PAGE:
Solving Iowa's Budget Problem
Brian Gongol

Iowa has a serious budget problem. Despite laws mandating that the state legislature and governor spend just 99% of projected revenues each year, they have managed to cheat the system by spending "special funds" to the tune of $346 million in 2005, according to the state auditor.

Republican gubernatorial candidate Bob Vander Plaats has proposed fixing the budget problem with cuts to middle management in state government.

Would those cuts be enough?

The state general fund allocations for FY 2006 total $4.9 billion. Assuming that wage and salary costs are 60% of the total budget, that would total about $2.94 billion per year.

Cutting $346 million from a $2.94 billion wage and salary budget would equal a 12% reduction. While a 12% reduction in any organization is significant, firms like, the BBC, and Corning have all reduced staffs by 15% or more at different times. Thus, it's plausible that cuts in state employment would be enough to bring the state's financial house back in order.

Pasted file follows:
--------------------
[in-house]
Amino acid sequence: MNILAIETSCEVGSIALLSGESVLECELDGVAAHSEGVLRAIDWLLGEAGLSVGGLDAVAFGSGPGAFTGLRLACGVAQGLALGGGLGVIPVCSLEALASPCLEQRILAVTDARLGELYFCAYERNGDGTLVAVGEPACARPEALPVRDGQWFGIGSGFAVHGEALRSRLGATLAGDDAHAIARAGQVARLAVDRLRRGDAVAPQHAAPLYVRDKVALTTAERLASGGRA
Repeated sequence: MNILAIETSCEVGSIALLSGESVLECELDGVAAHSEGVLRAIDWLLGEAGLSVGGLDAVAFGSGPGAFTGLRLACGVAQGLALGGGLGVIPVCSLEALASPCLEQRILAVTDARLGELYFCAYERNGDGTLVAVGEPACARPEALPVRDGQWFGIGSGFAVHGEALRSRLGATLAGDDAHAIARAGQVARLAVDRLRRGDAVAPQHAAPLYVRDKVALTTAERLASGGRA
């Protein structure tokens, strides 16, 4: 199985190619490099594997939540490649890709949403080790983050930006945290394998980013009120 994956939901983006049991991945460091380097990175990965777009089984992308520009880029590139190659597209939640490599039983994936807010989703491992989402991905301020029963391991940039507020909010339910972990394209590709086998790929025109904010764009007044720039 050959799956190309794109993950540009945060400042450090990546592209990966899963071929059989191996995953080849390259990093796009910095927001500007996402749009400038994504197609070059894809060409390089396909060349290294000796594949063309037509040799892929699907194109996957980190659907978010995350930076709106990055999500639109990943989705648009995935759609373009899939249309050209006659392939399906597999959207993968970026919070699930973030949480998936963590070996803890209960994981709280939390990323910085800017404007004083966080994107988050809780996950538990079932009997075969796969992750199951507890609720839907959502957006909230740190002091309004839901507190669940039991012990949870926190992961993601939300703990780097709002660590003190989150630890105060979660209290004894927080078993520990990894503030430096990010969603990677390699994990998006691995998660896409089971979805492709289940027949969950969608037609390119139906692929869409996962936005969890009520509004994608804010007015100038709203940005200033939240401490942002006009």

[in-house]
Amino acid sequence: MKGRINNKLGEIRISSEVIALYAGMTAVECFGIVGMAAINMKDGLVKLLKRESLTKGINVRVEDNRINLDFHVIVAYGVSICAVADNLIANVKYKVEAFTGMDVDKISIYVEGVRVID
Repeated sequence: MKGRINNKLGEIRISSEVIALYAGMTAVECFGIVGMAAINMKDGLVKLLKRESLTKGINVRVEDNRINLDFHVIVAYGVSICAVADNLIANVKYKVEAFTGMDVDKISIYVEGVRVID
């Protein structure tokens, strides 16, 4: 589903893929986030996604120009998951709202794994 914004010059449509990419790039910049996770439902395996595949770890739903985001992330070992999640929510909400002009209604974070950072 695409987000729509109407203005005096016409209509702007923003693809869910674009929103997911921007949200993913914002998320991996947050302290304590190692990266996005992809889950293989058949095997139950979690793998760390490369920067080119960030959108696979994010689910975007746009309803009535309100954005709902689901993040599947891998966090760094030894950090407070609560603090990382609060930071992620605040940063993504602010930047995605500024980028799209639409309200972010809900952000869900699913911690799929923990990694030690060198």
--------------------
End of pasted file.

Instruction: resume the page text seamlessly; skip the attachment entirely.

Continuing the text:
Curiously, though, the state committed more than $292 million to the Vision Iowa program, and continues to spend taxpayer funds on new projects that include direct subsidies to business.